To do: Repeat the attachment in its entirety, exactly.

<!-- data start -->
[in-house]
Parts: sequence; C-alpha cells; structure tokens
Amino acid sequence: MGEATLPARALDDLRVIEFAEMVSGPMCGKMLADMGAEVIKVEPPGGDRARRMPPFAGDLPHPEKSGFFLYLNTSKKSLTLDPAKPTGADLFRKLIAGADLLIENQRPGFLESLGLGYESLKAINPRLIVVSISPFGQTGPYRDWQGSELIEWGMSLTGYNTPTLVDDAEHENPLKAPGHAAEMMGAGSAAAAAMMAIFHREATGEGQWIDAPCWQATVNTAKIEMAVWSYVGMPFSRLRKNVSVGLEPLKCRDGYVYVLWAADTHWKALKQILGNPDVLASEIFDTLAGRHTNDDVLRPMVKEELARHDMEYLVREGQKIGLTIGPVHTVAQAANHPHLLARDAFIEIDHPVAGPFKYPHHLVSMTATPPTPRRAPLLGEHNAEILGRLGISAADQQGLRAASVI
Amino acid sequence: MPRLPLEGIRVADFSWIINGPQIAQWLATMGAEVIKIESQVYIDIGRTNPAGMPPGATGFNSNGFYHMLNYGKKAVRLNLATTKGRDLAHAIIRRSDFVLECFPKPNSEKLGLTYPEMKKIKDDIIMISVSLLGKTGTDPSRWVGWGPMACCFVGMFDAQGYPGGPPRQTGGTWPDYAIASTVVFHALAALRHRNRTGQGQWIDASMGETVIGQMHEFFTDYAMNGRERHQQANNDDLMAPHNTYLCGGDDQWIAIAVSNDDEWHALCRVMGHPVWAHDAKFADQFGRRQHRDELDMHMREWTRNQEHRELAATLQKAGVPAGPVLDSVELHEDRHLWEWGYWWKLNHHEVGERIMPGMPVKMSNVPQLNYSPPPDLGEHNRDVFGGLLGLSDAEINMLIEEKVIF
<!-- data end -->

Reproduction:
[in-house]
Parts: sequence; C-alpha cells; structure tokens
Amino acid sequence: MGEATLPARALDDLRVIEFAEMVSGPMCGKMLADMGAEVIKVEPPGGDRARRMPPFAGDLPHPEKSGFFLYLNTSKKSLTLDPAKPTGADLFRKLIAGADLLIENQRPGFLESLGLGYESLKAINPRLIVVSISPFGQTGPYRDWQGSELIEWGMSLTGYNTPTLVDDAEHENPLKAPGHAAEMMGAGSAAAAAMMAIFHREATGEGQWIDAPCWQATVNTAKIEMAVWSYVGMPFSRLRKNVSVGLEPLKCRDGYVYVLWAADTHWKALKQILGNPDVLASEIFDTLAGRHTNDDVLRPMVKEELARHDMEYLVREGQKIGLTIGPVHTVAQAANHPHLLARDAFIEIDHPVAGPFKYPHHLVSMTATPPTPRRAPLLGEHNAEILGRLGISAADQQGLRAASVI
Amino acid sequence: MPRLPLEGIRVADFSWIINGPQIAQWLATMGAEVIKIESQVYIDIGRTNPAGMPPGATGFNSNGFYHMLNYGKKAVRLNLATTKGRDLAHAIIRRSDFVLECFPKPNSEKLGLTYPEMKKIKDDIIMISVSLLGKTGTDPSRWVGWGPMACCFVGMFDAQGYPGGPPRQTGGTWPDYAIASTVVFHALAALRHRNRTGQGQWIDASMGETVIGQMHEFFTDYAMNGRERHQQANNDDLMAPHNTYLCGGDDQWIAIAVSNDDEWHALCRVMGHPVWAHDAKFADQFGRRQHRDELDMHMREWTRNQEHRELAATLQKAGVPAGPVLDSVELHEDRHLWEWGYWWKLNHHEVGERIMPGMPVKMSNVPQLNYSPPPDLGEHNRDVFGGLLGLSDAEINMLIEEKVIF